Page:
The title being the default response by at least one person when any challenges and feelings an adoptee has faced, or is dealing with, is brought into a conversation. It is the response we expect and the non-adopted seldom let us down. This post is about a non-adoption conversation I had recently, hopefully it will be one that will allow non-adoptees to understand better and shift their requirements from adoptees making everyone else feel better, to accepting all facets of the adoptee experience as valid and real.
I recently spent a couple of days with a nurse monitoring me after a procedure and we talked about my story and all my medical challenges thus far. The afternoon of the second day we were talking about my stroke and she noted that the records showed it to have been a significant event and amazing recovery. She was right, I have had an amazing recovery, she was also wrong, so I told her that sometimes I still struggled, sometimes due to stress or from exhaustion. That I also struggle with appointments where I have to follow commands (ex. getting a mammogram and they tell you how to move next and I either don’t understand or do the opposite), so I always feel the need to explain so I waste the least amount of their time. I know how frustrating it can be to get them to understand because I look fine, act fine, even my speech to a casual observer is good, but when you dig deeper you see the cracks in many areas that will always exist. She listened and said you have hidden deficits that makes it harder for people to understand, those words told me she got it. Then she told me about a friend who struggles with hidden deficits too, how exhausting and frustrating it is for him because everyone assumes what they see, is all there is to see, they don’t see the extra effort involved to make sure his work product is the same as before. To most people recovery means just like it never happened, no consequences, all done now and back to normal.
How does the above experience apply to adoption? We all have aspects of who we are that others don’t see. Adoptees have hidden losses caused from being adopted, whether they feel them deeply, minimally, or have never gone there, we have them.
Maybe if people in adoption chose to see the core issues and challenges that may be faced by the one adopted at many different points in their life as normal, and expected to present from time to time – it’d be better for the adoptee experience. We wouldn’t have to try a million different ways to get through to people that we can be perfectly happy living our life, and at the same time, be brought to our knees to process all over again some aspect of the loss caused by adoption. And, sometimes, for the adoptee it can be the first time they experience the impact of the hidden losses decades after they were adopted.
And we certainly wouldn’t have to deal with someone in the adoption community who is just bursting at the seams to pipe up with: I know an adoptee who is just fine with being adopted. It’s hard enough when people with no connection to adoption say this. I’ve also never known an adoptee who didn’t struggle with some challenge directly linked to being adopted at least once, most often at many points throughout their life. For me, it happens when life events trigger deeper reflection or other losses happen that trigger them.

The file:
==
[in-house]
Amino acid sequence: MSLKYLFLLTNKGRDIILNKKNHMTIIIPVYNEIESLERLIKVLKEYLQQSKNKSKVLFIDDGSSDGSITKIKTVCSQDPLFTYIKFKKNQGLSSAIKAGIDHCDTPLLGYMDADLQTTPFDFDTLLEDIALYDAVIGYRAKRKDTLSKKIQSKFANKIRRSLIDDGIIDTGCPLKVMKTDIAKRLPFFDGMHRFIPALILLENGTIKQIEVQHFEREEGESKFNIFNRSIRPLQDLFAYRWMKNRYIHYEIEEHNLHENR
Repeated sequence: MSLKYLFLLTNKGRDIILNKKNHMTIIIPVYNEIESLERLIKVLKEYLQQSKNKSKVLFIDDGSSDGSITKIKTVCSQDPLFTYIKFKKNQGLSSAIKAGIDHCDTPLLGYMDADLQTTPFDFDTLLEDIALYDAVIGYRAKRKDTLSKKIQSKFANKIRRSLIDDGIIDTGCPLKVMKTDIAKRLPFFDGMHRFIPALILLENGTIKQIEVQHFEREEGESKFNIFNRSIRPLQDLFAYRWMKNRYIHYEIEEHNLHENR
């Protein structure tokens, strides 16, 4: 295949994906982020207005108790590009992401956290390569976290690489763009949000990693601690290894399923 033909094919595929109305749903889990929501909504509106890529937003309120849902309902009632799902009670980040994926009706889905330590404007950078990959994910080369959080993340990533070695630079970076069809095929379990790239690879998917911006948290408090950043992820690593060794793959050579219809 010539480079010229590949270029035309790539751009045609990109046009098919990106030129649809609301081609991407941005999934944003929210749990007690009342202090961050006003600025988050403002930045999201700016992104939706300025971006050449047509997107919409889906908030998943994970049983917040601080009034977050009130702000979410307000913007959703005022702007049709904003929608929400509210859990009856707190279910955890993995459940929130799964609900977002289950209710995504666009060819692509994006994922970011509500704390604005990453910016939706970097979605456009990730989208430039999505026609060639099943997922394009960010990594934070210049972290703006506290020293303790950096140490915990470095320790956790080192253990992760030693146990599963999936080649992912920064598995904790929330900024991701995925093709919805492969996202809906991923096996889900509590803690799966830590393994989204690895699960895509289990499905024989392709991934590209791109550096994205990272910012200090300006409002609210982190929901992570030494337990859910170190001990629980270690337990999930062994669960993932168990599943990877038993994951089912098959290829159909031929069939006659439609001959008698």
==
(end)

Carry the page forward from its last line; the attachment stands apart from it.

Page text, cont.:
Wouldn’t you like an adoption community that never heard some version of: “I know an adoptee who is just fine with being adopted?” A community that accepts being adopted means there will be times throughout life where they will struggle with the impact and losses of being adopted. That it’s not an if, it’s a when, regardless of how small or how big it is, we all must process the losses at some point in our life, in our own way, in our own time.
I want the entire adoption community to get comfortable with the fact that being adopted comes with hidden losses and costs to the one adopted at some point in their life, whether a blip, a tidal wave, or a continual stream never running dry. And that no adoptee should have to pretend everything is all better now to make others comfortable, ever. Hope this made sense and the ones who need to understand – can hear it.
March 4, 2019 at 1:19 pm
3 of the 4 children in our family were adopted. Given this scenario I did not know I had adoption issues until I was 60. At that point someone (adopted) said regarding 5 families 3 different names…and 2 adoptions (8-14 months I went into failure to thrive) second adoption by 19 months. Someone said “wow that is a lot of Trauma for an infant”. It took hearing the word Trauma to get my attention. Now I am 65 and get my butt to therapy weekly…there is NOT 1 decision I have ever made in my life that was not made based on filling a hole in my trauma brain. Fortunately I was unaware of any of this while I was raising my sons (on my own)…
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March 4, 2019 at 4:35 pm
March 11, 2019 at 2:23 pm
Hope you are recovering well my friend.
March 12, 2019 at 1:17 pm
Come on people, it’s not rocket science. It’s in the dictionary for crying out loud, get with it.
Adoptees shouldn’t need to type explanations of this crap anymore. We shouldn’t need to continue to call people out on this BS. It’s common knowledge in most other subjects, do you really think Adoption is that different? Get past yourself, stop putting your “fine” on others, carry it yourself. Stop asking Adoptees to smile for you, so you will feel better. It’s that simple.
March 12, 2019 at 1:26 pm
Most told lie in the english language, next to “I have read and agreed to the Terms and Conditions”.